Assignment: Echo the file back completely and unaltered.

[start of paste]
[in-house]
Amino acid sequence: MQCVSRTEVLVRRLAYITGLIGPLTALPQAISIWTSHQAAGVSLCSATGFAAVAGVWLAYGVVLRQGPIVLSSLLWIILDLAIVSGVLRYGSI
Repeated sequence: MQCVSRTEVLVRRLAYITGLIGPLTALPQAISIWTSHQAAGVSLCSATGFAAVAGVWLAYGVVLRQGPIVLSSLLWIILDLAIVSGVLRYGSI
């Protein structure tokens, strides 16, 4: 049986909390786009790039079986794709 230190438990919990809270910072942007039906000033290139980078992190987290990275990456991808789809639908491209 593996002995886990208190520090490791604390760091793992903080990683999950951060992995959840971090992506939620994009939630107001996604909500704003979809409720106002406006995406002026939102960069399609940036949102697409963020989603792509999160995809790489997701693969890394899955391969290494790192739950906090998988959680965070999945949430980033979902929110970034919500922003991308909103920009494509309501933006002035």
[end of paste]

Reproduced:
[in-house]
Amino acid sequence: MQCVSRTEVLVRRLAYITGLIGPLTALPQAISIWTSHQAAGVSLCSATGFAAVAGVWLAYGVVLRQGPIVLSSLLWIILDLAIVSGVLRYGSI
Repeated sequence: MQCVSRTEVLVRRLAYITGLIGPLTALPQAISIWTSHQAAGVSLCSATGFAAVAGVWLAYGVVLRQGPIVLSSLLWIILDLAIVSGVLRYGSI
């Protein structure tokens, strides 16, 4: 049986909390786009790039079986794709 230190438990919990809270910072942007039906000033290139980078992190987290990275990456991808789809639908491209 593996002995886990208190520090490791604390760091793992903080990683999950951060992995959840971090992506939620994009939630107001996604909500704003979809409720106002406006995406002026939102960069399609940036949102697409963020989603792509999160995809790489997701693969890394899955391969290494790192739950906090998988959680965070999945949430980033979902929110970034919500922003991308909103920009494509309501933006002035």